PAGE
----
Monday, November 27, 2006

When official aid works

I had lunch today with a friend who is leading some work on the effectiveness of the official aid industry. As someone who was formerly a senior aid official herself, she is a sceptic that traditional aid programs will ever work very well.

But both of us have been involved in non-traditional official aid projects that made a real difference, and we both know people who have done great work in the World Bank, USAID, DFID, and elsewhere.

The key is to find the innovative people and approaches that are working and to get more resources to them.

Someone who fits this mold well is Scott Guggenheim, a World Bank anthropologist who led an extraordinary team of Indonesians and expats who devised the "KDP Program" in Indonesia. Just like the Development Marketplace and GlobalGiving, which I had the privilege to help launch, the KDP program turns the old model upside down by just asking villages what their priorities are, and then gets them the money to do it - directly, without going through ten layers of government bureaucracy.

Rather than try to explain KDP, I will just reproduce the first page of a paper Scott wrote about it below.

It was a brilliantly clear morning in Central Sulawesi when the villagers first spied the large pile of lumber. One of the delivery truck drivers stood lazily by the wood, smoking a cigarette that he blew over his steaming coffee. He’d come from Palu, the provincial capital. The golden lettering embroidered on his hat told the villagers that he and the silent man in the neatly pressed green safari suit also sipping his coffee worked for the Public Works Department there.

The villagers were curious. Just last year they had gotten funds from the Kecamatan Development Project to build a stone road from their rice fields to the market route, and now here were the materials to repair a bridge. Had the government finally noticed their plight?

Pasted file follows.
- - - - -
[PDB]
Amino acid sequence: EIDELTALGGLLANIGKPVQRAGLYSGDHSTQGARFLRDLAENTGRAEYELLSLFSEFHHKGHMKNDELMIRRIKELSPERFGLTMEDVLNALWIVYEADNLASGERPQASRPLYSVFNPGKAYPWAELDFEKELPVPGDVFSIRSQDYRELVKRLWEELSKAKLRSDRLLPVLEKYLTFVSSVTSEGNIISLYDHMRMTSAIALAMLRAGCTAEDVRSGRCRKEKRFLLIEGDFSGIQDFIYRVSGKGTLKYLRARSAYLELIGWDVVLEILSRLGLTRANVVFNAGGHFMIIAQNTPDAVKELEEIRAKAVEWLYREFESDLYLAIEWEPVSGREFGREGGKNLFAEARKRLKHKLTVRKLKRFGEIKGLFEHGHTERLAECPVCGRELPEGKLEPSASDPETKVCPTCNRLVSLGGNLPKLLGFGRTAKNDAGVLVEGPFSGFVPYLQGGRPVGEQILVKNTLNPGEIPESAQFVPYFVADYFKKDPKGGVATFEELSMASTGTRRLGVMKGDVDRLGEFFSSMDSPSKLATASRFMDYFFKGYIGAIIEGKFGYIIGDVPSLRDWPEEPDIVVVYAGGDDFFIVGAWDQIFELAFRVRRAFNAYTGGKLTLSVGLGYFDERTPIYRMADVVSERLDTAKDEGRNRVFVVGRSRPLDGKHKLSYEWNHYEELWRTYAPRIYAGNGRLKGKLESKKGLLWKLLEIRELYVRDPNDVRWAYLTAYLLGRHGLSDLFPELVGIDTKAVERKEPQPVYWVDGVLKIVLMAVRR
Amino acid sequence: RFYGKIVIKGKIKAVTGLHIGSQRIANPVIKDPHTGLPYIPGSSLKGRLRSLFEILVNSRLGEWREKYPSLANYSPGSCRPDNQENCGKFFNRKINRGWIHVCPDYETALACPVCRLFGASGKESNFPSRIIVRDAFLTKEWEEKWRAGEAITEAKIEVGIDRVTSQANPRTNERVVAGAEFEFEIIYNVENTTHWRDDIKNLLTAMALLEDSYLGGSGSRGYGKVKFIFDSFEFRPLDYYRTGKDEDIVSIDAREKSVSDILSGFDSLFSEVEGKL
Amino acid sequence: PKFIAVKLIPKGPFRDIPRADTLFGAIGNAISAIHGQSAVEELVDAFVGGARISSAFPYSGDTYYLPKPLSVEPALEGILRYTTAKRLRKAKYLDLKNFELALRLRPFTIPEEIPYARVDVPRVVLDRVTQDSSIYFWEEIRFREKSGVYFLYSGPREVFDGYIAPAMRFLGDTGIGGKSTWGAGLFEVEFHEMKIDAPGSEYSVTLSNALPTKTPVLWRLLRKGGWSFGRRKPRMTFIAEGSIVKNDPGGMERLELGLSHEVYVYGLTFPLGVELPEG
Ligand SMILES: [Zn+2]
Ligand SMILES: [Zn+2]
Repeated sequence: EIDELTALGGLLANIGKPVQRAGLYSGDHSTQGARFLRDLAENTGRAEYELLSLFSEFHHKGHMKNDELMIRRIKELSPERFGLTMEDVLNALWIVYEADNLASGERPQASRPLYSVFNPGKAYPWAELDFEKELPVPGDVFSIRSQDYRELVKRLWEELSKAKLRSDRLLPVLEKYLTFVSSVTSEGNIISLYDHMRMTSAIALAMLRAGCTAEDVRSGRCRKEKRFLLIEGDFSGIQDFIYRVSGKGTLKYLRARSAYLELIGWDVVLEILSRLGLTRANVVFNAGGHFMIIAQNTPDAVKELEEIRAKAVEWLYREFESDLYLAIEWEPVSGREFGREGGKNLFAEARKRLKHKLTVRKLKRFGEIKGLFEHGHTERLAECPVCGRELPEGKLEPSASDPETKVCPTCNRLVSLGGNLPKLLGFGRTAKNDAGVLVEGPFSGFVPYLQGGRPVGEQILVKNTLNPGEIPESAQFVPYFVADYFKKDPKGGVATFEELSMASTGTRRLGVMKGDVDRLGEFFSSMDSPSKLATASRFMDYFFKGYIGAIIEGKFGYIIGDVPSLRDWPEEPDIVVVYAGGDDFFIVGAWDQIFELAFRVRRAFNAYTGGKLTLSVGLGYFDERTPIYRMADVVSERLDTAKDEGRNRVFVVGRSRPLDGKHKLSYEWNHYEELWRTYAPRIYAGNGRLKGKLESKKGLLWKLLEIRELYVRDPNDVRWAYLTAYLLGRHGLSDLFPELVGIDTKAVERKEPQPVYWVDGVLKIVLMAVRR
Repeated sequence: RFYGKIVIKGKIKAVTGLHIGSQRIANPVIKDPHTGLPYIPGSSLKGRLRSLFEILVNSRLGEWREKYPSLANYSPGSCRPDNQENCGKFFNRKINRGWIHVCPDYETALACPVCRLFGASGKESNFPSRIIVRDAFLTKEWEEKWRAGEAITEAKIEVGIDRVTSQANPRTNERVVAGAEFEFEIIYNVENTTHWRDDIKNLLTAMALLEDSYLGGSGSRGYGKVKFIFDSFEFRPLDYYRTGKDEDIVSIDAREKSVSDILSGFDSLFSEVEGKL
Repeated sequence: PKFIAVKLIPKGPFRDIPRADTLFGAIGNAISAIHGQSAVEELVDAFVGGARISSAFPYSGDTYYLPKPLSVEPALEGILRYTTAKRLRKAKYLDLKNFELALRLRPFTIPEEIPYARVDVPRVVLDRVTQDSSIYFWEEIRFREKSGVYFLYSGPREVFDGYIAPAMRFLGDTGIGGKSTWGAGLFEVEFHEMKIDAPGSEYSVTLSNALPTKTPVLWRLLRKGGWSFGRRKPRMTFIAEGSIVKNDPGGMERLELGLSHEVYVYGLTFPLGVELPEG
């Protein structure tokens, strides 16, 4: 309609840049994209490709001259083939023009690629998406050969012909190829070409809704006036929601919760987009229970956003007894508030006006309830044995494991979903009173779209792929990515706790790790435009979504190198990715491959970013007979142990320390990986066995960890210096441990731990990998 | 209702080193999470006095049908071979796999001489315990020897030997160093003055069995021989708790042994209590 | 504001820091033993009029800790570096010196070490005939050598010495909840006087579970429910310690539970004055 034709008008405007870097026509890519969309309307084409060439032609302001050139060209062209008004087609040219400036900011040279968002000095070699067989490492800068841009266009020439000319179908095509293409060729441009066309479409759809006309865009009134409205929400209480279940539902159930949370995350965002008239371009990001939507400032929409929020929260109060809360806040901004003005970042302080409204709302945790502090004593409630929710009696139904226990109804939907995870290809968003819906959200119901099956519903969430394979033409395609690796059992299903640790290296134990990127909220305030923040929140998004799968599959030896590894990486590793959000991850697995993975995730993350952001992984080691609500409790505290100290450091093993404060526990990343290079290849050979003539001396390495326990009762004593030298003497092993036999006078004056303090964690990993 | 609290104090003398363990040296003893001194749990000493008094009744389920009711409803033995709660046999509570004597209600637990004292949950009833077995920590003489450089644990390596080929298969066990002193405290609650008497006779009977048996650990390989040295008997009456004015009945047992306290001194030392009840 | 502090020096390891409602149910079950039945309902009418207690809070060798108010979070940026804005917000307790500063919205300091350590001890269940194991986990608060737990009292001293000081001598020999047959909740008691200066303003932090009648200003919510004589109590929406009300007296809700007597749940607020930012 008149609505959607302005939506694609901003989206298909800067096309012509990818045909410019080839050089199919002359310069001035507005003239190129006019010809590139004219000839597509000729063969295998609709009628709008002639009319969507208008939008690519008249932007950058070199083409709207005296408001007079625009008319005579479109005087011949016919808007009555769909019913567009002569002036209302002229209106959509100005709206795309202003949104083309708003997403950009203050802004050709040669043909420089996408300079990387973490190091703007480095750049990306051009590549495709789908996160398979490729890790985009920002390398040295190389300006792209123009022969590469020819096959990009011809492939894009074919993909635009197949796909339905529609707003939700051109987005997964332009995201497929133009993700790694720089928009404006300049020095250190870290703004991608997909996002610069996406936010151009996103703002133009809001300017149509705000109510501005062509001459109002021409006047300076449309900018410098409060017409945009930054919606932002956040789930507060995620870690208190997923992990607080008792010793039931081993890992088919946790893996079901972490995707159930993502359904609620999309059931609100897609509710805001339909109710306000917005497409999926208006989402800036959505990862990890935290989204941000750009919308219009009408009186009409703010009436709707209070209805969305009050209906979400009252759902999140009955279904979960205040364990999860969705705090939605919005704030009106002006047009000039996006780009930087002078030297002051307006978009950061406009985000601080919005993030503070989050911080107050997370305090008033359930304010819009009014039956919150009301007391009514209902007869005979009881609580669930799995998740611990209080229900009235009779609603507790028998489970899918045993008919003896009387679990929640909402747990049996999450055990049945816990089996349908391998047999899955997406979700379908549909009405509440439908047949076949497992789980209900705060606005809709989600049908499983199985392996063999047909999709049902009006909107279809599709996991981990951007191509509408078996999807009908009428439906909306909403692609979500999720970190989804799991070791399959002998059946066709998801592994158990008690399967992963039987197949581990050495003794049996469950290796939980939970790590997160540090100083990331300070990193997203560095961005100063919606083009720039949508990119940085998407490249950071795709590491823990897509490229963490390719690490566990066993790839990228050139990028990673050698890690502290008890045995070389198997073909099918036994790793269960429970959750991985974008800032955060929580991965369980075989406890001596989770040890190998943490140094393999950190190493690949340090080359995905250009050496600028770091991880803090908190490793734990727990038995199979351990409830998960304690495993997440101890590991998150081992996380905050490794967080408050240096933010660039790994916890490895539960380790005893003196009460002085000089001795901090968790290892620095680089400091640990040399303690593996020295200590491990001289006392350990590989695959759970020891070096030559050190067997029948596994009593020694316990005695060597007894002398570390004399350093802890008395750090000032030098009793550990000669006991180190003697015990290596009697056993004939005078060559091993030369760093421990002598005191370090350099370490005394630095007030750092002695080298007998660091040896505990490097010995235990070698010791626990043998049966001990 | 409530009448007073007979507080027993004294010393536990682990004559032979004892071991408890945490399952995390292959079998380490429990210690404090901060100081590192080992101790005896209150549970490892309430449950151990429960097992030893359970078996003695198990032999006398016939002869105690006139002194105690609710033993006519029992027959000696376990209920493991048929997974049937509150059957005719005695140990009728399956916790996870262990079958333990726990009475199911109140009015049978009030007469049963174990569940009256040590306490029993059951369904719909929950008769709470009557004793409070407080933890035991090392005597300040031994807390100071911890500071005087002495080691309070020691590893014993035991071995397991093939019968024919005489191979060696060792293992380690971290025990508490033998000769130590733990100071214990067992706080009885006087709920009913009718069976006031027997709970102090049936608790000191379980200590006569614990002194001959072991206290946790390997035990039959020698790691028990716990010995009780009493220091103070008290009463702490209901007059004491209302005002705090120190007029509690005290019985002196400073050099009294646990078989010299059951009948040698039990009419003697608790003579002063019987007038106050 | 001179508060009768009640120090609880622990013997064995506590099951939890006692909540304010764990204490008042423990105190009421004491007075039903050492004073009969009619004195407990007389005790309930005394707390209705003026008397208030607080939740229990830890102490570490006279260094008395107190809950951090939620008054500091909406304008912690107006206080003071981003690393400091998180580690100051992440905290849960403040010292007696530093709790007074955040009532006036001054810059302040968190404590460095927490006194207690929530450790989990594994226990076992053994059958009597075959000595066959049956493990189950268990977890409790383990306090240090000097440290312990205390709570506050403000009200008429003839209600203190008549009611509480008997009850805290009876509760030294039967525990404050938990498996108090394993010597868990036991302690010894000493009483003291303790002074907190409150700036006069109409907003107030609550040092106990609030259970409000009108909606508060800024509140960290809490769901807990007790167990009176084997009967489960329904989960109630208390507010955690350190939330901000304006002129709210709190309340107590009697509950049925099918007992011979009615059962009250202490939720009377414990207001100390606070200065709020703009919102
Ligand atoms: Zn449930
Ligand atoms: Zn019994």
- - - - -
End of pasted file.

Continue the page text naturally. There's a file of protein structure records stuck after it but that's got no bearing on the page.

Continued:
“Friend, what is this wood for?

“It’s to build a bridge”

“How much wood is there? What did it cost?”

“That’s none of your business. Just be thankful that the government will be building you a bridge.”

“But we want to know. This is our new rule here. You have to come to the balai desa and tell us about the project. Then you have to post a signboard so that all of us know how much this bridge costs. If KDP does it, we want you to do it too.”

“You are mistaken. KDP is KDP and it has KDP rules. This is a government project and we follow our rules. Just be thankful that you are getting a bridge”.

The villagers were troubled. That night the village elders met. Some people said they should just accept the wood because the village needed the bridge. But many more villagers were angry. This was now the era of reformasi and people had a right to know about projects.

Early the next morning, even before the first rays of sunlight pierced the dark clouds, the villagers had heaved the wood back onto a large truck owned by the son of the village council head. Two truckloads of villagers and scores of motorcycles joined the procession to the district parliament.

When the first parliamentarians arrived for work that morning, they were met by a quiet delegation of villagers standing atop a large pile of wood wrapped in an enormous white cloth.

“What is this? They asked”

“This is the cloth we use to wrap our dead,” the village head replied, “and dead is what this project is. We would rather have no bridge and no wood than go back to the corrupt ways of the New Order. From now on we only want projects that involve us in decisions. If KDP can do it, other projects can do it too.”

And with those words, the villagers got back on their trucks and went home.[1]

[1] Story collected by Enurlaela Hasanah.

The full paper can be found here.